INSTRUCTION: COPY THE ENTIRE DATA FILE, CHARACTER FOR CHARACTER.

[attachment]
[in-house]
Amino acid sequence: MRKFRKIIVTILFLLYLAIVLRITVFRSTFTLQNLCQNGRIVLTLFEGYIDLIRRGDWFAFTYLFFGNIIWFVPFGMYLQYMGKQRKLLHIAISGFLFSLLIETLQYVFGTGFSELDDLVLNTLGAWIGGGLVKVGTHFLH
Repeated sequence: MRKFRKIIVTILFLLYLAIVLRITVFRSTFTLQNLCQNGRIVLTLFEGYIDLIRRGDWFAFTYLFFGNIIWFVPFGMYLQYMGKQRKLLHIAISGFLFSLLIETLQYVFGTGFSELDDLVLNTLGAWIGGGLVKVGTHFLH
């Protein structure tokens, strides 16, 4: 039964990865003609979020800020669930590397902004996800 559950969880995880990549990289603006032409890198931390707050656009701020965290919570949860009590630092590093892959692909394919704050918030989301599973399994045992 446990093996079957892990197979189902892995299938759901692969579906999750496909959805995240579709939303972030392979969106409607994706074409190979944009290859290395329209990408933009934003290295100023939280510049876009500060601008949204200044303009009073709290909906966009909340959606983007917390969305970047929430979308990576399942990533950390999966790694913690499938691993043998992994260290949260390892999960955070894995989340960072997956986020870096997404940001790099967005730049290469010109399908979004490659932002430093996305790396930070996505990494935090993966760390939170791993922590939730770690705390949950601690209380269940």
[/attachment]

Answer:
[in-house]
Amino acid sequence: MRKFRKIIVTILFLLYLAIVLRITVFRSTFTLQNLCQNGRIVLTLFEGYIDLIRRGDWFAFTYLFFGNIIWFVPFGMYLQYMGKQRKLLHIAISGFLFSLLIETLQYVFGTGFSELDDLVLNTLGAWIGGGLVKVGTHFLH
Repeated sequence: MRKFRKIIVTILFLLYLAIVLRITVFRSTFTLQNLCQNGRIVLTLFEGYIDLIRRGDWFAFTYLFFGNIIWFVPFGMYLQYMGKQRKLLHIAISGFLFSLLIETLQYVFGTGFSELDDLVLNTLGAWIGGGLVKVGTHFLH
């Protein structure tokens, strides 16, 4: 039964990865003609979020800020669930590397902004996800 559950969880995880990549990289603006032409890198931390707050656009701020965290919570949860009590630092590093892959692909394919704050918030989301599973399994045992 446990093996079957892990197979189902892995299938759901692969579906999750496909959805995240579709939303972030392979969106409607994706074409190979944009290859290395329209990408933009934003290295100023939280510049876009500060601008949204200044303009009073709290909906966009909340959606983007917390969305970047929430979308990576399942990533950390999966790694913690499938691993043998992994260290949260390892999960955070894995989340960072997956986020870096997404940001790099967005730049290469010109399908979004490659932002430093996305790396930070996505990494935090993966760390939170791993922590939730770690705390949950601690209380269940």